American Muslim leaders, alarmed by anti-Muslim rhetoric in the campaign, made an unprecedented push to register voters in mosques and at community events. Turnout overall was higher after the highly contested 2016 campaign.

Muslims overwhelmingly backed Democratic nominee Hillary Clinton, who drew 78 percent of their vote compared to 8 percent for Trump.

Following a trend found in other American faith groups, a slight majority of US Muslims now accept homosexuality, a dramatic reversal from a decade ago when 61 percent said same-sex relationships should be discouraged.

Pew researchers estimate the number of US Muslims has been growing by 100,000 per year, reaching 3.35 million, or 1 percent of the American population. Just over half of US Muslims identify as Sunni, while 16 percent say they are Shiite. Nearly 6 in 10 adult American Muslims were born outside the US.

The largest share of immigrants come from South Asian countries such as Pakistan, India, and Bangladesh, while others have come from Iraq, Iran, sub-Saharan Africa, and Europe. American-born blacks comprise about 13 percent of all Muslims in the US, but their share is shrinking. Overall, 8 in 10 are US citizens, according to the survey.

Eight in 10 American Muslims said they were concerned about Islamic extremism, and more than 70 percent said they were very or somewhat concerned about Islamic extremism in the US. However, 3 of 10 said that most of those arrested recently on suspicion of planning a terrorist attack had been tricked by law enforcement authorities and did not represent a real threat.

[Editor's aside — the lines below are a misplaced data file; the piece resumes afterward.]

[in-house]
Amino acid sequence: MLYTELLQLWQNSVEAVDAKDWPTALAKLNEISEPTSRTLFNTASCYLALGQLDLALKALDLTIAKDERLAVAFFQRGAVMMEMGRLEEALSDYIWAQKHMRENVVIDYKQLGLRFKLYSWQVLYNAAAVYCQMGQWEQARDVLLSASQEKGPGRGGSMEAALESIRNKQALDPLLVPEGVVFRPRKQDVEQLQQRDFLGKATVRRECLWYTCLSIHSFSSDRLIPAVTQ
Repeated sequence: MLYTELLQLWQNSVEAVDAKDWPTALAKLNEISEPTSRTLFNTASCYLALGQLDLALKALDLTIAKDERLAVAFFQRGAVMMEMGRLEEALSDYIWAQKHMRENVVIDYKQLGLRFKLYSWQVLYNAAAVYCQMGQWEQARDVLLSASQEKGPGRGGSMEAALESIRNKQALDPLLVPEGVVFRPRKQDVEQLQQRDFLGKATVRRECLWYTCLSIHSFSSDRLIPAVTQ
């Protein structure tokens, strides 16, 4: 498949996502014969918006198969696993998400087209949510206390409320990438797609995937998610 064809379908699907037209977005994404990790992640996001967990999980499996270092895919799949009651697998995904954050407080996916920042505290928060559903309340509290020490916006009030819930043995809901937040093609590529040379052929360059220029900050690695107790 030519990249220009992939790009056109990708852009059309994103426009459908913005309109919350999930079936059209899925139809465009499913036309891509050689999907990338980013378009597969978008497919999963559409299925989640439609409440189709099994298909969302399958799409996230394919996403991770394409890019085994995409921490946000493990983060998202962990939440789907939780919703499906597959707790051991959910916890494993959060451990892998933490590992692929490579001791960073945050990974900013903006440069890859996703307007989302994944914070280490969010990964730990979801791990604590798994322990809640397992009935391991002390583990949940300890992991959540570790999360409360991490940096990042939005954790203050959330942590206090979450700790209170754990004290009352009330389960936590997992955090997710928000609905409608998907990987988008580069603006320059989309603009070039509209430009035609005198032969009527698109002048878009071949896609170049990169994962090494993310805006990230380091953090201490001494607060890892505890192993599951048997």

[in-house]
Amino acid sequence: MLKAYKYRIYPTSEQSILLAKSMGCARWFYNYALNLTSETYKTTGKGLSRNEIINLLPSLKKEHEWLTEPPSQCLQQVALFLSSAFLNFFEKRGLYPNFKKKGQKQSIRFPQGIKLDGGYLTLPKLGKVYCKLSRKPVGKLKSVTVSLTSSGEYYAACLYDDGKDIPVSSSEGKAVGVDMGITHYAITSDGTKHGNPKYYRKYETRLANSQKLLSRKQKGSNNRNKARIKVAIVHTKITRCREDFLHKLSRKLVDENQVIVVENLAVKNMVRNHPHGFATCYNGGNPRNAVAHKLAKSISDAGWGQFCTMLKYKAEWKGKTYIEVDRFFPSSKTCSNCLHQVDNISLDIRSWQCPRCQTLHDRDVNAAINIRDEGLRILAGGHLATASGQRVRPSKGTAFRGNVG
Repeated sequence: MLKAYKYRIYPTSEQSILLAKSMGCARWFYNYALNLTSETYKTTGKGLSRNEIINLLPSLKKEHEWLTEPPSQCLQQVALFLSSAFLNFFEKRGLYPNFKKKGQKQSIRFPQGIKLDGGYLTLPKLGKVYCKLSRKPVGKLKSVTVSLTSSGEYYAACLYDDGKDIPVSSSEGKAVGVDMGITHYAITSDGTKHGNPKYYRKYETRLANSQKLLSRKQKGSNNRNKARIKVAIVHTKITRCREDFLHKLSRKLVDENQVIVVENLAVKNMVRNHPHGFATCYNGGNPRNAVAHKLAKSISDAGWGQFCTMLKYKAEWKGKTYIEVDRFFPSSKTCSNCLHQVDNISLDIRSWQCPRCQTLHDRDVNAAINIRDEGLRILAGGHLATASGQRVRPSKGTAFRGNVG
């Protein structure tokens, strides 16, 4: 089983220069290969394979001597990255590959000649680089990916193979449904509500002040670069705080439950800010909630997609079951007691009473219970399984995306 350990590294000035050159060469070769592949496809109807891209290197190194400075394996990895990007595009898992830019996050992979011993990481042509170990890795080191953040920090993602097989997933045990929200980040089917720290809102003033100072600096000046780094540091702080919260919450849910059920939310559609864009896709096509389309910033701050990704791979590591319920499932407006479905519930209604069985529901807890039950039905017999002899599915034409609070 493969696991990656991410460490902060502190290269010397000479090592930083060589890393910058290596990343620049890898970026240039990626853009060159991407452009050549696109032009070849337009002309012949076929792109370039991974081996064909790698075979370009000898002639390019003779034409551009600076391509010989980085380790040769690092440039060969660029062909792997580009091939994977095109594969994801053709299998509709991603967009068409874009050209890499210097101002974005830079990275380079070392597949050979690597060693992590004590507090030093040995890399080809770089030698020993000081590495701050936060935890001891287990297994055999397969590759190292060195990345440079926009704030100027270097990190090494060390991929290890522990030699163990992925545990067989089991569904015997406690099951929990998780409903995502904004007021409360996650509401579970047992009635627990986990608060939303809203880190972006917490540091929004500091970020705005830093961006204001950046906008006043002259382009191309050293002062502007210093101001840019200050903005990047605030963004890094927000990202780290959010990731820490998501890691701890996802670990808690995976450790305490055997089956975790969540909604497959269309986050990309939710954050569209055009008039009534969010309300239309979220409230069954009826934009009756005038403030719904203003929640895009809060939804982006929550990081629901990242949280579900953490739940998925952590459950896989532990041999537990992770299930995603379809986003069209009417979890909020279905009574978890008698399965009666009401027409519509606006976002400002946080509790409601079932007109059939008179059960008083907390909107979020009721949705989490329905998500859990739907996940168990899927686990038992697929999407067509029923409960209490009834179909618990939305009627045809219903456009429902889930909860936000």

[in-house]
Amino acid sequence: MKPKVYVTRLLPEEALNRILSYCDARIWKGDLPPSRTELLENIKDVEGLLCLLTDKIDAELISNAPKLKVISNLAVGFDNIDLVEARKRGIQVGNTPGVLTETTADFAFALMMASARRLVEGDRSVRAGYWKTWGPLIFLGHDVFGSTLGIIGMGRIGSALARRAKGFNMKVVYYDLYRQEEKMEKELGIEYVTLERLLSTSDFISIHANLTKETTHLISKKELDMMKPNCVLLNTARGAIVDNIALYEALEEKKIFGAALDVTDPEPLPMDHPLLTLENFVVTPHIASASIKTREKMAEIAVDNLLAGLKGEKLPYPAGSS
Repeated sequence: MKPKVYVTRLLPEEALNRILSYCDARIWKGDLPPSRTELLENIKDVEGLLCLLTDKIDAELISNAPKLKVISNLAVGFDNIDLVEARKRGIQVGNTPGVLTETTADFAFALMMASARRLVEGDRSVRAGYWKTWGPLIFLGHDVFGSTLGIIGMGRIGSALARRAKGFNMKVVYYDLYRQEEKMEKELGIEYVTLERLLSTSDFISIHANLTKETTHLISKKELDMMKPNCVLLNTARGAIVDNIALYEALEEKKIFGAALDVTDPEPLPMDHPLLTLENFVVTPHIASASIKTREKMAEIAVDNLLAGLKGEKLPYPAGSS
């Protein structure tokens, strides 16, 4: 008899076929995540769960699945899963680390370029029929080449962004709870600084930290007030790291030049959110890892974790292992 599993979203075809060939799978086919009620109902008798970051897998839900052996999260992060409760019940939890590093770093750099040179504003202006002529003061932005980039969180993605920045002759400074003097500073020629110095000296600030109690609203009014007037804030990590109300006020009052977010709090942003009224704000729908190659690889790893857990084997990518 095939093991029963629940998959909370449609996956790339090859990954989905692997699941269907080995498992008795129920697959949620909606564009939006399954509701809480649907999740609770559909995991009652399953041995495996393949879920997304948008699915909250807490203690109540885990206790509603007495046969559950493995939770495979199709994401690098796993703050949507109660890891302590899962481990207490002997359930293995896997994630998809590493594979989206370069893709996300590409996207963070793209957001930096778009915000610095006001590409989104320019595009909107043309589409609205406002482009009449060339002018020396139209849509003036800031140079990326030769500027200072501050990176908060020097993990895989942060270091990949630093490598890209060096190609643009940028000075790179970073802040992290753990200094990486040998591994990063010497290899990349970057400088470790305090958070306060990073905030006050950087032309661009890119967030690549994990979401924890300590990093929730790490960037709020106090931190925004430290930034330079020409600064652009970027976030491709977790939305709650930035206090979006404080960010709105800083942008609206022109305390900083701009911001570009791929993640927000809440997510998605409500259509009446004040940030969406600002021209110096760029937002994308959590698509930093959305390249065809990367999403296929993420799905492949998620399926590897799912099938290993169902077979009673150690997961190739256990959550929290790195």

You've read  of  free articles. Subscribe to continue.

Dear Reader,

About a year ago, I happened upon this statement about the Monitor in the Harvard Business Review – under the charming heading of “do things that don’t interest you”:

“Many things that end up” being meaningful, writes social scientist Joseph Grenny, “have come from conference workshops, articles, or online videos that began as a chore and ended with an insight. My work in Kenya, for example, was heavily influenced by a Christian Science Monitor article I had forced myself to read 10 years earlier. Sometimes, we call things ‘boring’ simply because they lie outside the box we are currently in.”

If you were to come up with a punchline to a joke about the Monitor, that would probably be it. We’re seen as being global, fair, insightful, and perhaps a bit too earnest. We’re the bran muffin of journalism.

But you know what? We change lives. And I’m going to argue that we change lives precisely because we force open that too-small box that most human beings think they live in.

The Monitor is a peculiar little publication that’s hard for the world to figure out. We’re run by a church, but we’re not only for church members and we’re not about converting people. We’re known as being fair even as the world becomes as polarized as at any time since the newspaper’s founding in 1908.

We have a mission beyond circulation, we want to bridge divides. We’re about kicking down the door of thought everywhere and saying, “You are bigger and more capable than you realize. And we can prove it.”

If you’re looking for bran muffin journalism, you can subscribe to the Monitor for $15. You’ll get the Monitor Weekly magazine, the Monitor Daily email, and unlimited access to CSMonitor.com.